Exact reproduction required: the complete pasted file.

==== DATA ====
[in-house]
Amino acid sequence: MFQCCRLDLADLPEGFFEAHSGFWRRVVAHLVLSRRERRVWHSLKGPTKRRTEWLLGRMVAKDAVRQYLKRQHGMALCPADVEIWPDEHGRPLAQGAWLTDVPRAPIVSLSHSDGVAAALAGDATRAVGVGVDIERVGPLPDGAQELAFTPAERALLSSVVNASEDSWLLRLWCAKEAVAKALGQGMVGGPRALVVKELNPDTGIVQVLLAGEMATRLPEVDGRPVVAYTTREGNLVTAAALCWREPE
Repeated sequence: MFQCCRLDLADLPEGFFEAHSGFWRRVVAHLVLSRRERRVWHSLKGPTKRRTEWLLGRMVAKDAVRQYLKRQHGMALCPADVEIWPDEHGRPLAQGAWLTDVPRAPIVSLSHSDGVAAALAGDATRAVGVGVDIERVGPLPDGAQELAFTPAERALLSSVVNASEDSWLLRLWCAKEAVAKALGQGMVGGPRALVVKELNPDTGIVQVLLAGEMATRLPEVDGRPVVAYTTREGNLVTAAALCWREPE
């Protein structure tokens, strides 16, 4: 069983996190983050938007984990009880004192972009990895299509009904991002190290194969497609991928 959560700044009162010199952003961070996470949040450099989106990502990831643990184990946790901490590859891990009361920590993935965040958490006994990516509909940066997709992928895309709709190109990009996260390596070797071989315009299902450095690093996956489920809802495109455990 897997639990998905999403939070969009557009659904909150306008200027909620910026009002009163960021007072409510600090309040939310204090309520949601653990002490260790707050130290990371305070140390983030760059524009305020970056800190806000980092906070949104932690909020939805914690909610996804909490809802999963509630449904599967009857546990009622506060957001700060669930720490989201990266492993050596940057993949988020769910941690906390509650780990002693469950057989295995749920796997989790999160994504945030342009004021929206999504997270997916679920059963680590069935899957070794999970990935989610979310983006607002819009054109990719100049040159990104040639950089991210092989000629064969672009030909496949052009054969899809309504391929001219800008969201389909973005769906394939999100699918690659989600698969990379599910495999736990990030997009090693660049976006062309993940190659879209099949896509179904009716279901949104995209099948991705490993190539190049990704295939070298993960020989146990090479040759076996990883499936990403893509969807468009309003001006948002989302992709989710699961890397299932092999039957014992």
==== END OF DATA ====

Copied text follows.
[in-house]
Amino acid sequence: MFQCCRLDLADLPEGFFEAHSGFWRRVVAHLVLSRRERRVWHSLKGPTKRRTEWLLGRMVAKDAVRQYLKRQHGMALCPADVEIWPDEHGRPLAQGAWLTDVPRAPIVSLSHSDGVAAALAGDATRAVGVGVDIERVGPLPDGAQELAFTPAERALLSSVVNASEDSWLLRLWCAKEAVAKALGQGMVGGPRALVVKELNPDTGIVQVLLAGEMATRLPEVDGRPVVAYTTREGNLVTAAALCWREPE
Repeated sequence: MFQCCRLDLADLPEGFFEAHSGFWRRVVAHLVLSRRERRVWHSLKGPTKRRTEWLLGRMVAKDAVRQYLKRQHGMALCPADVEIWPDEHGRPLAQGAWLTDVPRAPIVSLSHSDGVAAALAGDATRAVGVGVDIERVGPLPDGAQELAFTPAERALLSSVVNASEDSWLLRLWCAKEAVAKALGQGMVGGPRALVVKELNPDTGIVQVLLAGEMATRLPEVDGRPVVAYTTREGNLVTAAALCWREPE
């Protein structure tokens, strides 16, 4: 069983996190983050938007984990009880004192972009990895299509009904991002190290194969497609991928 959560700044009162010199952003961070996470949040450099989106990502990831643990184990946790901490590859891990009361920590993935965040958490006994990516509909940066997709992928895309709709190109990009996260390596070797071989315009299902450095690093996956489920809802495109455990 897997639990998905999403939070969009557009659904909150306008200027909620910026009002009163960021007072409510600090309040939310204090309520949601653990002490260790707050130290990371305070140390983030760059524009305020970056800190806000980092906070949104932690909020939805914690909610996804909490809802999963509630449904599967009857546990009622506060957001700060669930720490989201990266492993050596940057993949988020769910941690906390509650780990002693469950057989295995749920796997989790999160994504945030342009004021929206999504997270997916679920059963680590069935899957070794999970990935989610979310983006607002819009054109990719100049040159990104040639950089991210092989000629064969672009030909496949052009054969899809309504391929001219800008969201389909973005769906394939999100699918690659989600698969990379599910495999736990990030997009090693660049976006062309993940190659879209099949896509179904009716279901949104995209099948991705490993190539190049990704295939070298993960020989146990090479040759076996990883499936990403893509969807468009309003001006948002989302992709989710699961890397299932092999039957014992």